If I were feeling particularly cheeky, I could blame most of this article on the turmoil caused by early recognition that, in River Tam’s words, “day” is a vestigial mode of time measurement based on solar cycles, and really this was just all made up to make the paperwork easier. (I don’t, however, think that would give me a pass from the fact that I spent seven years in university, rather than four. That’s all on me.)

Continue reading Editorial: On Friends

Editorial: On Words

Three years ago, on September 6th, a friend of mine passed away.

I’d not really had all that much exposure to death before that, if I’m honest. My step-adoptive-grandfather died when I was fairly young, and all I really remember out of that was the funeral, and inheriting a small medal he’d won from Colorado State University, something about soil science and geology. After that, I had dream after dream about what winning that medal must’ve been like, walking through some grand oaken hall to receive a pewter medal on a velvet pillow. That I later attended CSU, and that CSU had no oaken halls as in my dreams, always left me vaguely disappointed.

Other than that, my brush with mortality was limited to my grandmother, who passed some time later. The unfortunate part of her passing was that, for years before, she had been deep in a mire of dementia that left her a pallid shadow of her former self. From her, I remember that a lot of our final interactions were beset by confusion, frustration, and tears. “You’re [my mom]’s son, right?” she asked in the airport. She repeated the question seven or eight times, being sure, each time, to comfort herself that the person pushing her wheelchair was someone known to her.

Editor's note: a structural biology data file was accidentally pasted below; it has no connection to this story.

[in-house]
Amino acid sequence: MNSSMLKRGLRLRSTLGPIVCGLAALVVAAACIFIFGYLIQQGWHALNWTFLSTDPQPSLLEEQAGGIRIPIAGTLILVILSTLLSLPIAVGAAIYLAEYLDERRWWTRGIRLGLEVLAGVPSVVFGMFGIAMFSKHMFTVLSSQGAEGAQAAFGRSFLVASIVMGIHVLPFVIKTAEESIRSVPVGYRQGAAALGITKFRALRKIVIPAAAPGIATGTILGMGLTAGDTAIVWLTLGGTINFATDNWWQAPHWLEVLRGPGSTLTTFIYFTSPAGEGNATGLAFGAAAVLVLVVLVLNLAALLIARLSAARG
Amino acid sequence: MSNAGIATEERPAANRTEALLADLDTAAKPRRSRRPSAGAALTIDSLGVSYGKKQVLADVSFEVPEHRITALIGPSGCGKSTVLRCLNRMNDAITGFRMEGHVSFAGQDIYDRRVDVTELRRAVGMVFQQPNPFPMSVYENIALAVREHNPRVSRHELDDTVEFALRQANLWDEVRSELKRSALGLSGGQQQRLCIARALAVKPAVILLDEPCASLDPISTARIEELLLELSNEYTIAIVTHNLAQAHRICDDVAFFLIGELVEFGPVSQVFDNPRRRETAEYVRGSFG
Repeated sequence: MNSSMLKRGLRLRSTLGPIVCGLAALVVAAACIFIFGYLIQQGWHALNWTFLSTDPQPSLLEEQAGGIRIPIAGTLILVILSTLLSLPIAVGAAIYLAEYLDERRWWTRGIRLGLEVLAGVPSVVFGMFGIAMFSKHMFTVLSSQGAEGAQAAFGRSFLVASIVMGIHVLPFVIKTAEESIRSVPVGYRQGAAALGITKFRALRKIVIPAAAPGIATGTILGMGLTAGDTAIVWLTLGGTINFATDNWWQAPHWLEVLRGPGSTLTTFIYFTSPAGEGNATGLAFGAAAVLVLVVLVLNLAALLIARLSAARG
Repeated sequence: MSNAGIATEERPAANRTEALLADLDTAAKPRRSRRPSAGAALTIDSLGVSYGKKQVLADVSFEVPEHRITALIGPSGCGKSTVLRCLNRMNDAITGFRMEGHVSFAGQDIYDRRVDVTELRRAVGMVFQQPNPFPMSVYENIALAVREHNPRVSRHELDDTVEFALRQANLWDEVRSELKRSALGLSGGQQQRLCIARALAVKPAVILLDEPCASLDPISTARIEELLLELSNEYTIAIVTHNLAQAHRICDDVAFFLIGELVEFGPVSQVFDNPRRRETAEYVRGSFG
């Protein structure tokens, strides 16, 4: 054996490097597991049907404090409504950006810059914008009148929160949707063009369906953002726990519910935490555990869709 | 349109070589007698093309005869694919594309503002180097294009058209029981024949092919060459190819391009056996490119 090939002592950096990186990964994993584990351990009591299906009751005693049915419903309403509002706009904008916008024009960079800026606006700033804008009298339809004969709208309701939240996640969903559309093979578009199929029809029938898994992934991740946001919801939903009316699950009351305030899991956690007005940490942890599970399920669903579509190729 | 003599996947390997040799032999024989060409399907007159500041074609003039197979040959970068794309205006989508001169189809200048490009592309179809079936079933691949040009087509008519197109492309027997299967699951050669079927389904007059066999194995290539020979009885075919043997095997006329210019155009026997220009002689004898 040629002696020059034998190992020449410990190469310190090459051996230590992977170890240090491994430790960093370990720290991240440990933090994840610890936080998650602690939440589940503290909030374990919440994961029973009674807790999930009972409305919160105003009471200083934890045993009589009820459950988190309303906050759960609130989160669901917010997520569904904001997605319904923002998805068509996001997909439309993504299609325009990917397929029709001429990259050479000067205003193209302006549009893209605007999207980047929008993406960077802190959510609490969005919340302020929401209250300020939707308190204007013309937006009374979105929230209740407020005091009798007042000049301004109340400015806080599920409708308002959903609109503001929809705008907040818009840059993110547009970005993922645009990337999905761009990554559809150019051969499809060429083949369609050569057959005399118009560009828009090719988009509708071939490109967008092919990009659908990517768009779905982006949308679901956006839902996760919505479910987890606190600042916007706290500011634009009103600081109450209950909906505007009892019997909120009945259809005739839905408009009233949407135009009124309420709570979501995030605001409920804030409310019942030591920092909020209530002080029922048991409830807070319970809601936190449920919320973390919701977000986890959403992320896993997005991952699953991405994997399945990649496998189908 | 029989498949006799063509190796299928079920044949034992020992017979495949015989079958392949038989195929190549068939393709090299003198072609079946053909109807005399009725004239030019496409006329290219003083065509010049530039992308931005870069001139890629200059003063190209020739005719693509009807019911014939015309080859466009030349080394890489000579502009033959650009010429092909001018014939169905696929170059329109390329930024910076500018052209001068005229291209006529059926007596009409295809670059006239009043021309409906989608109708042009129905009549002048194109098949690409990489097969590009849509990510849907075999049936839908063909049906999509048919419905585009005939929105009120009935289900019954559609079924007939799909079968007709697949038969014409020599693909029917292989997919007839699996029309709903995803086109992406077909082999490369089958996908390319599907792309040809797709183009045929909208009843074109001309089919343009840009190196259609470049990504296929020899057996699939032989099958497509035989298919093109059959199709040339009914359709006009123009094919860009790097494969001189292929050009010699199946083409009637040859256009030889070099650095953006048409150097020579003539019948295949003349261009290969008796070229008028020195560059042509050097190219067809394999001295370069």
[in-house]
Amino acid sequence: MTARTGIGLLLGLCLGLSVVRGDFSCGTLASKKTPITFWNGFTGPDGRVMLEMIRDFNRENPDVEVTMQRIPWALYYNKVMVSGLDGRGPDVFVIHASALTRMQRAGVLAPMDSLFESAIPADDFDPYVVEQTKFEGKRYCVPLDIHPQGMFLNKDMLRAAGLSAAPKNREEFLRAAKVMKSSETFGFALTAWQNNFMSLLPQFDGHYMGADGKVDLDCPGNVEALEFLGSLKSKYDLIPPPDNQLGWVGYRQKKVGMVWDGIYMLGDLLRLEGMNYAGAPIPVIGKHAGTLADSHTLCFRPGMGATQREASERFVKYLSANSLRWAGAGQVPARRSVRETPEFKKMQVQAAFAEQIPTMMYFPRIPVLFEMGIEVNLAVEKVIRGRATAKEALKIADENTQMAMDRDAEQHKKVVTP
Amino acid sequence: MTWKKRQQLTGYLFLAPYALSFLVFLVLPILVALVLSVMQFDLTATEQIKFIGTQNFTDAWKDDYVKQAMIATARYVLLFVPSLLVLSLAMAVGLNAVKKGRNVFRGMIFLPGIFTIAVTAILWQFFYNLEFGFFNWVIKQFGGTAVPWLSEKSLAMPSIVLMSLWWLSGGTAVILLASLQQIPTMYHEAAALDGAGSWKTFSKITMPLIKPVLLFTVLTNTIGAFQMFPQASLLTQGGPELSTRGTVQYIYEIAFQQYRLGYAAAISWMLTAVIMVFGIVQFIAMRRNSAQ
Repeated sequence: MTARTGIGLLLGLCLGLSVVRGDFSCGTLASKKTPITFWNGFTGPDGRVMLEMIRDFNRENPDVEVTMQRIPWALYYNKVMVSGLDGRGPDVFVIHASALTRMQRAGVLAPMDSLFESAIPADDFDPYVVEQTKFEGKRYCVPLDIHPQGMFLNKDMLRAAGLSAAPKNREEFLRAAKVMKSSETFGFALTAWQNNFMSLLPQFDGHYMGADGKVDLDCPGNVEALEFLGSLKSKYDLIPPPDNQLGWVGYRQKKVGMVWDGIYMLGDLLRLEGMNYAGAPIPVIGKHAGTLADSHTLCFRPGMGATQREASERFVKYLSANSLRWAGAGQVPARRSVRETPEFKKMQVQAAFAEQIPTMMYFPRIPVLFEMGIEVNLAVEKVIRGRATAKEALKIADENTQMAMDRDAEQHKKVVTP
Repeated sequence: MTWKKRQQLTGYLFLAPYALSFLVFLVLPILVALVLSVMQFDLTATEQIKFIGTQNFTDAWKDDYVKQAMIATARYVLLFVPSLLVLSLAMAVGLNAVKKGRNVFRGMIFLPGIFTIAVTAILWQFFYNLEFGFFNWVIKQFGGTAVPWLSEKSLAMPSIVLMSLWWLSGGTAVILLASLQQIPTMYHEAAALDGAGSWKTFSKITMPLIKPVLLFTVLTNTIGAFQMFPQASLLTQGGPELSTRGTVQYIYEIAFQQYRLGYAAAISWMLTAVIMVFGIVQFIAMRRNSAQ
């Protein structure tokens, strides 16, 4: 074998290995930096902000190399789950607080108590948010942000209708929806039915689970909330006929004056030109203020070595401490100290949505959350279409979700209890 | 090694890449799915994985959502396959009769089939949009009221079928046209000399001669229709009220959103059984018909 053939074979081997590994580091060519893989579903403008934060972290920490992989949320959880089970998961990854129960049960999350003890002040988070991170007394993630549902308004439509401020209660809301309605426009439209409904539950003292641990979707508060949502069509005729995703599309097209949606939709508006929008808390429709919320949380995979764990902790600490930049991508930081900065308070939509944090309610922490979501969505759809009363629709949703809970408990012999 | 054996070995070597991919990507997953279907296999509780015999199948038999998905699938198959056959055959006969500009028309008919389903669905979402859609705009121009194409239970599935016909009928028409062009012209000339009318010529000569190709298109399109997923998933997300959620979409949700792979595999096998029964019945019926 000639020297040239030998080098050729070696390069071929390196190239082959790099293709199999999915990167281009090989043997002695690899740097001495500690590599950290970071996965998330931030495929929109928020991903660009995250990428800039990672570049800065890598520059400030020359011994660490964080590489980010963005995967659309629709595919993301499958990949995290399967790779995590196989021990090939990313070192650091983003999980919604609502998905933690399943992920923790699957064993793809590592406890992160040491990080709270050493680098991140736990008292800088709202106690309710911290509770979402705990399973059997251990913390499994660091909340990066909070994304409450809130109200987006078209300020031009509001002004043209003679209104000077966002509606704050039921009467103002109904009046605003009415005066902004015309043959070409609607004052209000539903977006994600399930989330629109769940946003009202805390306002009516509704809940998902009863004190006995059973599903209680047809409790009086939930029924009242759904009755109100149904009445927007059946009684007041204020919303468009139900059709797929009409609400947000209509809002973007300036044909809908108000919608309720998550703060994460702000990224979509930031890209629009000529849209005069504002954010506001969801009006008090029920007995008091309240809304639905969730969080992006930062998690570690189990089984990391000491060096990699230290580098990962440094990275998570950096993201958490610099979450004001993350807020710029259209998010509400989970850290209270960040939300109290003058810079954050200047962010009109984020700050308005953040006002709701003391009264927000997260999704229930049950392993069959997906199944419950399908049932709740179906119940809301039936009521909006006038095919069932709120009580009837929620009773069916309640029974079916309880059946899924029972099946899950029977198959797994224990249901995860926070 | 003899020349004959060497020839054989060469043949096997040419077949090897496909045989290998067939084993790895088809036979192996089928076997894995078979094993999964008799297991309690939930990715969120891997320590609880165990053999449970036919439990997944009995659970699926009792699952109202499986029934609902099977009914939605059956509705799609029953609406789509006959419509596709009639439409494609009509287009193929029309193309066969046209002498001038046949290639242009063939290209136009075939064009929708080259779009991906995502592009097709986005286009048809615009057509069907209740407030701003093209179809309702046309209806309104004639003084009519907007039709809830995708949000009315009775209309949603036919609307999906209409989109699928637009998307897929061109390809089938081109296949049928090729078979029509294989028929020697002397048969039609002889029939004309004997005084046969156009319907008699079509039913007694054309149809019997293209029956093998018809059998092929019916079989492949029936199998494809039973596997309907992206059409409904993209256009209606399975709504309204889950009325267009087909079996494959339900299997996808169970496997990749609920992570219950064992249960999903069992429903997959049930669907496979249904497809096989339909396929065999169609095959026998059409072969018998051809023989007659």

My mom and I had flown out to see her as she got settled into a final stage of her life in Charlotte, North Carolina. My mom flew out to see her one more time before she died, but, after a long talk, it was decided that I would stay home. “I can’t handle it. I can’t be in that role again,” I pleaded, and my mom let me stay with my dad while she flew out of town.

Continue reading Editorial: On Words

Death in the Fandom

This article was originally published in March, 2012. In the wake of another death of a member of the fandom, we’re reposting a few articles on remembering our lost.